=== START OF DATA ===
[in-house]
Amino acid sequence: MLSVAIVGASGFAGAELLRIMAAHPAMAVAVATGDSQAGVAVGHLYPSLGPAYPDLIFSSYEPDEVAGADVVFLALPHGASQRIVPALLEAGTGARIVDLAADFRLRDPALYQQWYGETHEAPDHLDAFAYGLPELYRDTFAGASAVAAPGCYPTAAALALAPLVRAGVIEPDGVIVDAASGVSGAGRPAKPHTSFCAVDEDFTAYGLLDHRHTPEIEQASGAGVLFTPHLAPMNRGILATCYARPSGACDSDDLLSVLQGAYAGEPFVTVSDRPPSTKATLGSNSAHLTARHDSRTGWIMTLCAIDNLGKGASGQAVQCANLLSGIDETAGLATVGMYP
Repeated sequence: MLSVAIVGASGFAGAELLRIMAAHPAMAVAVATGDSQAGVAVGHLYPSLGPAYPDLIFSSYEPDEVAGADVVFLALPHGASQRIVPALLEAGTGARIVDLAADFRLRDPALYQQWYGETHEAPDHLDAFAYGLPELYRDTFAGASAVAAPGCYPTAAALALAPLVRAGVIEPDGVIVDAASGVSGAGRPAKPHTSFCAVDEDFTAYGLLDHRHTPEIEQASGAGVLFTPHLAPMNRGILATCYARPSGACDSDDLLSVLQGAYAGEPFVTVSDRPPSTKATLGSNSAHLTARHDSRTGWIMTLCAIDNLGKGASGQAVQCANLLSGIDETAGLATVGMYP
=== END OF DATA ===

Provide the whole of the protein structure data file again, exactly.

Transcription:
[in-house]
Amino acid sequence: MLSVAIVGASGFAGAELLRIMAAHPAMAVAVATGDSQAGVAVGHLYPSLGPAYPDLIFSSYEPDEVAGADVVFLALPHGASQRIVPALLEAGTGARIVDLAADFRLRDPALYQQWYGETHEAPDHLDAFAYGLPELYRDTFAGASAVAAPGCYPTAAALALAPLVRAGVIEPDGVIVDAASGVSGAGRPAKPHTSFCAVDEDFTAYGLLDHRHTPEIEQASGAGVLFTPHLAPMNRGILATCYARPSGACDSDDLLSVLQGAYAGEPFVTVSDRPPSTKATLGSNSAHLTARHDSRTGWIMTLCAIDNLGKGASGQAVQCANLLSGIDETAGLATVGMYP
Repeated sequence: MLSVAIVGASGFAGAELLRIMAAHPAMAVAVATGDSQAGVAVGHLYPSLGPAYPDLIFSSYEPDEVAGADVVFLALPHGASQRIVPALLEAGTGARIVDLAADFRLRDPALYQQWYGETHEAPDHLDAFAYGLPELYRDTFAGASAVAAPGCYPTAAALALAPLVRAGVIEPDGVIVDAASGVSGAGRPAKPHTSFCAVDEDFTAYGLLDHRHTPEIEQASGAGVLFTPHLAPMNRGILATCYARPSGACDSDDLLSVLQGAYAGEPFVTVSDRPPSTKATLGSNSAHLTARHDSRTGWIMTLCAIDNLGKGASGQAVQCANLLSGIDETAGLATVGMYP